Which Fats Really Are Good for Your Heart?
WebMD News Archive
He reports research support from the International Life Sciences Institute of North America and Bunge Ltd., a food company, for studies on omega-3 and omega-6 fatty acids and the brain.
Another expert says to focus on the big picture. "Rather than focusing on individual fats, focus on dietary patterns that we know are associated with better heart health," suggests Sheila Innis, PhD, professor of pediatrics at the University of British Columbia.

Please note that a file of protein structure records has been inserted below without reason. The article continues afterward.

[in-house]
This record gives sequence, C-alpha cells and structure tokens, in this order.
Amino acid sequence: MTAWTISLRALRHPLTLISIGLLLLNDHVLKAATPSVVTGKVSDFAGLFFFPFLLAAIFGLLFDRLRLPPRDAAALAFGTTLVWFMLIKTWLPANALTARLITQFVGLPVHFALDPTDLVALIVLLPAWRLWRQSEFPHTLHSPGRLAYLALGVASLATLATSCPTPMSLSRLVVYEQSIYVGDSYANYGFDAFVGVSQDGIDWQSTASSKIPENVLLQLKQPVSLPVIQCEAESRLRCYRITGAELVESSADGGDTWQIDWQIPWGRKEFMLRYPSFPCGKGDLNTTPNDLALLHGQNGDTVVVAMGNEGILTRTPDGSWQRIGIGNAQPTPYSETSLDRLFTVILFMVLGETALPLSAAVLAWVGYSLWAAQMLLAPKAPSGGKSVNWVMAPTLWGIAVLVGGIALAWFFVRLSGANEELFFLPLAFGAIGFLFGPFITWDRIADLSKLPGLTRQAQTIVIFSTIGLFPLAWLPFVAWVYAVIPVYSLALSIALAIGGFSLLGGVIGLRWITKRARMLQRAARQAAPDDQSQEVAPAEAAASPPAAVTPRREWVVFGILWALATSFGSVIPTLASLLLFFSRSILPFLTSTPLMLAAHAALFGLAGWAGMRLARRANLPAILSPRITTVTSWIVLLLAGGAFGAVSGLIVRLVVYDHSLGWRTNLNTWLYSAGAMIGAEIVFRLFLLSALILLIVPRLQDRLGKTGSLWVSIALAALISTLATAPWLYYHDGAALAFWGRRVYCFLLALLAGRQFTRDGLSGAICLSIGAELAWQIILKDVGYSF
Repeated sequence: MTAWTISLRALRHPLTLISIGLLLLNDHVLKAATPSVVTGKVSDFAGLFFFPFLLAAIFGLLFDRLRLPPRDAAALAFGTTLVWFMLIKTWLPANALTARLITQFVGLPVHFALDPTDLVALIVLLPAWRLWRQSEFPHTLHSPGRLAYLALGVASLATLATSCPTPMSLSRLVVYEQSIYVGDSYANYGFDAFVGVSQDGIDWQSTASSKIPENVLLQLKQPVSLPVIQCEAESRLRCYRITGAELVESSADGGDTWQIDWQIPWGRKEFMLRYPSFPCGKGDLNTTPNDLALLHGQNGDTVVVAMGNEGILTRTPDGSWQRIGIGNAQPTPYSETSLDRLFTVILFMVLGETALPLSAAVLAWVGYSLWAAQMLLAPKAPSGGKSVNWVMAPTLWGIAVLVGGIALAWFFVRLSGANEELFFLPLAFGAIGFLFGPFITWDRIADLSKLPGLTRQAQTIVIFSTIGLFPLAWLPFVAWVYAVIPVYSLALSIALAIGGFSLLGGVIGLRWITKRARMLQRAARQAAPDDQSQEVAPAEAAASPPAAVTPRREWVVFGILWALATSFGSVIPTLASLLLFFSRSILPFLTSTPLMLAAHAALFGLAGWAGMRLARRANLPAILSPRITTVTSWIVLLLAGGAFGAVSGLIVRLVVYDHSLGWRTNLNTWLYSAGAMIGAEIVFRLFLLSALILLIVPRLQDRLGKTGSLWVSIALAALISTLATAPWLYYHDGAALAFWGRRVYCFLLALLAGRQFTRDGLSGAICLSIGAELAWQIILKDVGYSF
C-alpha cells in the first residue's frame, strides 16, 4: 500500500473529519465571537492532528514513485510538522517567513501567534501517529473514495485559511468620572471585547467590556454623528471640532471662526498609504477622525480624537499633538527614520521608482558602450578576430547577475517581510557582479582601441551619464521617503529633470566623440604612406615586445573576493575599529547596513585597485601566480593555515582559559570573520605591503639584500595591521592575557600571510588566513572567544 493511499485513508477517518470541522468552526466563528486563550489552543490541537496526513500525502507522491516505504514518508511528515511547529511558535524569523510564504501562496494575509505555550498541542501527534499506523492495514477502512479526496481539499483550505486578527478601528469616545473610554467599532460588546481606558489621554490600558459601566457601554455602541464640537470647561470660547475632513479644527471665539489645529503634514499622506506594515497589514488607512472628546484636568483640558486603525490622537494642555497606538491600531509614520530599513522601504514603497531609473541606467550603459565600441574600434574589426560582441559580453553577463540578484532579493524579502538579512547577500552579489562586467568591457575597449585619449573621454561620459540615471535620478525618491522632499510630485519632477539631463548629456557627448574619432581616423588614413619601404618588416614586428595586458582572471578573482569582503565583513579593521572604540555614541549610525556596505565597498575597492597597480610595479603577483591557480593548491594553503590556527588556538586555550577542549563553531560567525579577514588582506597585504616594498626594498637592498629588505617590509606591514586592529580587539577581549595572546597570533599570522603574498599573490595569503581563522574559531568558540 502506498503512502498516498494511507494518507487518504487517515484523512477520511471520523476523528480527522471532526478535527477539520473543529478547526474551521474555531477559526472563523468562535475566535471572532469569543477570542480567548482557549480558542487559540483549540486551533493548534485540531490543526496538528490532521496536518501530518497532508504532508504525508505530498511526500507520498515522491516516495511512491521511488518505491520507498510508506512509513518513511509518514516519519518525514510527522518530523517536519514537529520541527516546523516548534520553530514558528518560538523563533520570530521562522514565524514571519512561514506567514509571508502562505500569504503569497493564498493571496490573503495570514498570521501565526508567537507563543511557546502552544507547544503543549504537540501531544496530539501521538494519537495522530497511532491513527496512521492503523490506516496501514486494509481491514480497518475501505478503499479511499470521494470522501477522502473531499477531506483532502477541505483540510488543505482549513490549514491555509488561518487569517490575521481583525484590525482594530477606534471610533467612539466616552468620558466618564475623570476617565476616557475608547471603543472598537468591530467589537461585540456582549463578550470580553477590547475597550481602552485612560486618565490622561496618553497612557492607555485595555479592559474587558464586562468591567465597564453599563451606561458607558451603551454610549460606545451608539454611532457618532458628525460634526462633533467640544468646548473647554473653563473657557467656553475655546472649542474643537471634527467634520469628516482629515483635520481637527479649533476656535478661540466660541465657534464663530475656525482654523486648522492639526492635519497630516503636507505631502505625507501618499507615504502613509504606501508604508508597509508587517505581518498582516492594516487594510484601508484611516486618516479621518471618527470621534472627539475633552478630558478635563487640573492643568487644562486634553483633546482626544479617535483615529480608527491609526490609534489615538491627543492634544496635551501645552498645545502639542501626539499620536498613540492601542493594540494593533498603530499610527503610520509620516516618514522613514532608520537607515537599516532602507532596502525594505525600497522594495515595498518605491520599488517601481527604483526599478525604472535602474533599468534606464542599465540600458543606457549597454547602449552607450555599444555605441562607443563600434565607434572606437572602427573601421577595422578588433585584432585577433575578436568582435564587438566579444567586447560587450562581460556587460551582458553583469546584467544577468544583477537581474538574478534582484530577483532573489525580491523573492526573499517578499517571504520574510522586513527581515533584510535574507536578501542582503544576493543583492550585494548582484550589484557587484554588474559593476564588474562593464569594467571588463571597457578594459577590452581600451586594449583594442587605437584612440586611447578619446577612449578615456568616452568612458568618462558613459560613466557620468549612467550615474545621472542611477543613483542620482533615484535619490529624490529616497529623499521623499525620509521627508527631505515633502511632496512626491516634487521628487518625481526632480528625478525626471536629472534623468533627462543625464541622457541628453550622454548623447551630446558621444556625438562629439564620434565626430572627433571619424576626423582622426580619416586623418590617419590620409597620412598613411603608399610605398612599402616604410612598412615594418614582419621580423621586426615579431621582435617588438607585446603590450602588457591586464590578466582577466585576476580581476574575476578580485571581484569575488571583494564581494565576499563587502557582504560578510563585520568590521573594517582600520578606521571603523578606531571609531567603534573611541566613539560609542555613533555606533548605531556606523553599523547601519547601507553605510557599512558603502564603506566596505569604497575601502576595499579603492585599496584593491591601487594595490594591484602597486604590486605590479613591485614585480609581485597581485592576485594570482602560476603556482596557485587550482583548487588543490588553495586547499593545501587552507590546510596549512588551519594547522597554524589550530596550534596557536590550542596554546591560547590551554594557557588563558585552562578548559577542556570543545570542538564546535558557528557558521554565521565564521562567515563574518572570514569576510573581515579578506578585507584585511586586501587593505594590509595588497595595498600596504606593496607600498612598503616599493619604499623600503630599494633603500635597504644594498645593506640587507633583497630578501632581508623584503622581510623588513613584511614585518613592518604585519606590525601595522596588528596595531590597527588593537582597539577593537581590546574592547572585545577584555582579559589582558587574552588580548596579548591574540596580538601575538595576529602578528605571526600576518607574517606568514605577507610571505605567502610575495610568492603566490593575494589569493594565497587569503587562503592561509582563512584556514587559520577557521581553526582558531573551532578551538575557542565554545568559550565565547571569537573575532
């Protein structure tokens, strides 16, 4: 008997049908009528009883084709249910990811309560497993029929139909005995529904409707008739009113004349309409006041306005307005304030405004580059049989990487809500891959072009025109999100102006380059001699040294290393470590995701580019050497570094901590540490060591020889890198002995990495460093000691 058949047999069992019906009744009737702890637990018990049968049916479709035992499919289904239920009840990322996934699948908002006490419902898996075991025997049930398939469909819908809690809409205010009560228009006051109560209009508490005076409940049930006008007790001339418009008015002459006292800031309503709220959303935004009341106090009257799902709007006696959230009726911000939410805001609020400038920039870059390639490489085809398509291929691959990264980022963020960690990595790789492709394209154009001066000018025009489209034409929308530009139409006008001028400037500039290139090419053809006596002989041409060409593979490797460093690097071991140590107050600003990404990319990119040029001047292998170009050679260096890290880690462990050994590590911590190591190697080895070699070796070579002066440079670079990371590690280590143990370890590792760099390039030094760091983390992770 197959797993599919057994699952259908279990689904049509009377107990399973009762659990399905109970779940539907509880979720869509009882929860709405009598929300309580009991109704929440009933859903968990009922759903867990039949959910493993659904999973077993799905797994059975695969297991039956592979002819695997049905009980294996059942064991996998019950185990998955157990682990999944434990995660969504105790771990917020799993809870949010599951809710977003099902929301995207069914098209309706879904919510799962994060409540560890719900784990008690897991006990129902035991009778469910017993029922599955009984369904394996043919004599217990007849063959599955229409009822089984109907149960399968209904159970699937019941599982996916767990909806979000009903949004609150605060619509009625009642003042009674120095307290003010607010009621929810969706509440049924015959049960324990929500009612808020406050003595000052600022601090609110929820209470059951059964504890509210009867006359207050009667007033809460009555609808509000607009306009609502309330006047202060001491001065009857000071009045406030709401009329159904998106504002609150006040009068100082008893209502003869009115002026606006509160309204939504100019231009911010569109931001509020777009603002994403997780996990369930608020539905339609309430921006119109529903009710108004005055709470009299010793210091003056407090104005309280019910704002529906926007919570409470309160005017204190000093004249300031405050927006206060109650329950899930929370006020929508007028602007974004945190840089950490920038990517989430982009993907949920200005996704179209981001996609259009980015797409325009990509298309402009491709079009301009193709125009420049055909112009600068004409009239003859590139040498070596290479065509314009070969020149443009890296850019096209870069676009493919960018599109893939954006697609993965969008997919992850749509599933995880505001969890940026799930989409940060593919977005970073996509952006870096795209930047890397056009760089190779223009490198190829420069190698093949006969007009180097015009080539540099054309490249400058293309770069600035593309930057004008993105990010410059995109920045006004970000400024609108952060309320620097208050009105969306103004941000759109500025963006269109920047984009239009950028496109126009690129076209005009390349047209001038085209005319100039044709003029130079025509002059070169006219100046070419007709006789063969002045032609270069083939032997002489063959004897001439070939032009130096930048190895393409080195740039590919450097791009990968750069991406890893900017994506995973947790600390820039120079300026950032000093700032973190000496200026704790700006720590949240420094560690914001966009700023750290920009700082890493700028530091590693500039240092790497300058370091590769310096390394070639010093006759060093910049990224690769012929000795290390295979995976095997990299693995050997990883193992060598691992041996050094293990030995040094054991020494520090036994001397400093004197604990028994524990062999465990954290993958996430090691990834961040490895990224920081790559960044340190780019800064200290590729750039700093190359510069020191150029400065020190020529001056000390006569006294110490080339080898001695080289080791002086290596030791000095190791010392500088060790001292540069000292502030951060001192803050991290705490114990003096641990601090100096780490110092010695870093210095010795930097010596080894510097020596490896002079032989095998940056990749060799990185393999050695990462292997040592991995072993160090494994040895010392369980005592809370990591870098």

For instance, she says, follow a Mediterranean diet pattern, known to lower heart disease risk. The diet includes olive oil as well as plenty of fruits, vegetables and whole grains. It limits meats and sweets.
Innis serves on the Unilever scientific advisory board.